The Army That Conquered The World.
When a group of farmers stumbled onto the terracotta warriors of the first Chinese emperor in northeastern Xian in 1974, it captivated the world. According to a court historian, Siam Qian, over 720,000 labourers worked on the project that spanned 60 sq km and took 38 years to build. The total number of statues are unknown, as only four pits had been excavated, containing over 8,000 figures so far. The ground around the still unexcavated Emperor’s tomb, encompassing 2.13 sq km, contains a higher concentration of mercury than its surroundings; at the time, mercury was believed to be part of an elixir of eternal life. Pits around the tomb were filled with dancers, musicians and acrobats caught in mid-performances.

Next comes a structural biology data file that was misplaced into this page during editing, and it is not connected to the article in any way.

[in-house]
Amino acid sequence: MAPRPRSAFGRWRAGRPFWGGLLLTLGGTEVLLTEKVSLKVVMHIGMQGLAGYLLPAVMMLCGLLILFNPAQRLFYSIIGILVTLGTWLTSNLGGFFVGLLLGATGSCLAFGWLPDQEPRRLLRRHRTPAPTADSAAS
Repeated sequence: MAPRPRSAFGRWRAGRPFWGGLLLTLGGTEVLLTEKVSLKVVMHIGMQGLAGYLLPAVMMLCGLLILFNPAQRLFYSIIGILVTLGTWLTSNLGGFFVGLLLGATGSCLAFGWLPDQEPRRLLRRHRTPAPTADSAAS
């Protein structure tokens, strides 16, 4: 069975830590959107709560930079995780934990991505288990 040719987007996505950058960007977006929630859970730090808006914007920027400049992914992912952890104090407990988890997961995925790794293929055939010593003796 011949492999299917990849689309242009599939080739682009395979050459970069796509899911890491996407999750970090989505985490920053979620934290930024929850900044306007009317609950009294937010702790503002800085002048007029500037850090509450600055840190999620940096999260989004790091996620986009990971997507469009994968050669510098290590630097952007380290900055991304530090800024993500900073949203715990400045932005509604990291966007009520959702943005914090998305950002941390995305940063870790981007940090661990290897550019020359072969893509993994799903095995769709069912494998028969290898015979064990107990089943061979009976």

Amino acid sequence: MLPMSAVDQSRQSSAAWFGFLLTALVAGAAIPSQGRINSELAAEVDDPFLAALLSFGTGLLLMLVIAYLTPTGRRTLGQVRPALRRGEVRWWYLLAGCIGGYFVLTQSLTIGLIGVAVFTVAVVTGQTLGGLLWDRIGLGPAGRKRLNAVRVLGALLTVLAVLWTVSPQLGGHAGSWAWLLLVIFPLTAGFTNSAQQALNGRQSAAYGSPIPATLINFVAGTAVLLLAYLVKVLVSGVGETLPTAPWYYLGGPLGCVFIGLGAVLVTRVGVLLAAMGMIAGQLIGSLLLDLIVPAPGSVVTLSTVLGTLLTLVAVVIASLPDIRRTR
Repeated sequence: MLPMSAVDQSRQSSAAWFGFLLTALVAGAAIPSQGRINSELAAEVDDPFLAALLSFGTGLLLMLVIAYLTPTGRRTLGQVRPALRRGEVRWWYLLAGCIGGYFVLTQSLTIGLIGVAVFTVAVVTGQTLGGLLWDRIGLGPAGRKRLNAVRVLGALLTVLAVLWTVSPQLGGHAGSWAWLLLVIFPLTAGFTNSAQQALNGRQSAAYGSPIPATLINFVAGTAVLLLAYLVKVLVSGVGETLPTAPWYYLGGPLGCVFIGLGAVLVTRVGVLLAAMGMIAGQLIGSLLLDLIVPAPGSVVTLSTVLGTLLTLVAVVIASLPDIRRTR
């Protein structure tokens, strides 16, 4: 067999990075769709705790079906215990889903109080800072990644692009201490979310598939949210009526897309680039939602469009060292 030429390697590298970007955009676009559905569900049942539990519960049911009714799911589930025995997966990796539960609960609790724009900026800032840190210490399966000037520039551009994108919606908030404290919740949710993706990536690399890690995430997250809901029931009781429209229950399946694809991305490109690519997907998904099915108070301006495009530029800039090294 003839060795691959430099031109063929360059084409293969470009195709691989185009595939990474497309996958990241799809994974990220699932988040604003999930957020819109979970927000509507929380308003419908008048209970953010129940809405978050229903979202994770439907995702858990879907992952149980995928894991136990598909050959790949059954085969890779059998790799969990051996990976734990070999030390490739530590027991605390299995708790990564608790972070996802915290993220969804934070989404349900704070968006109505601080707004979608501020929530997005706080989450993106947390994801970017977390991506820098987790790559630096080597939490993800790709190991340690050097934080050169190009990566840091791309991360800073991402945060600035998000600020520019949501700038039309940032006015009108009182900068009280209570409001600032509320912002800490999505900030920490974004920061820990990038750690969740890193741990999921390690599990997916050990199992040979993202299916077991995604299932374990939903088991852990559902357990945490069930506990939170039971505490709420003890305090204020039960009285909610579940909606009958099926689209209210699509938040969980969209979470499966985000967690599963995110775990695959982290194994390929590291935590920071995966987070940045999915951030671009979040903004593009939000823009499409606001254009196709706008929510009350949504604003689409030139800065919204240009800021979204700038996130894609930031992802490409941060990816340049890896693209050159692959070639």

“It is the best choice to keep the ancient tomb untouched, because of the complex conditions inside,” said Duan Qingbo, archaeologist and researcher in the Shaanxi Provincial Archaeology Institute. Duan, who is also the head of the archaeological team working on the ancient mausoleum, told China Daily that though some historical records about the tomb have proved to be true, the latest findings differ from older accounts. After careful geological prospecting with advanced remote sensing technology over the past five years, Chinese archaeologists found that there are symmetrical stairways and wood-like structures inside the tomb, which have never been described in any records before. “It is not the proper time to open the tomb at the moment, since so many things still remain unknown,” Duan said. Duan’s reluctance to open the ancient tomb is shared by other Chinese officials and archaeologists. The State Administration of Cultural Heritage also does not advocate the excavation of such ancient tombs at present. In accordance with the Protection Law of Cultural Heritage of People’s Republic of China, excavation on such ancient sites is only allowed when they are threatened by natural disasters or robberies, or meet with the requirement of national key projects. “An improper excavation will harm the cultural relics inside the tomb,” Zhang Bai, deputy director of the State Administration of Cultural Heritage, said at the 15th Assembly of the International Council on Monuments and Sites (ICOMOS) held in Xi’an in last October. “These cultural relics have been buried for more than 2,000 years in the grave and have achieved a state of equilibrium. If they are excavated improperly and have no good technology for protection, they will quickly turn bad when they are exposed to the sunlight, oxygen and other things outside the tomb, and the situation could grow out of control,” Zhang said. Zhang revealed that pieces of beautiful white ivory unearthed from an ancient tomb in southern China turned dark and powdery within 2 hours of being unearthed.
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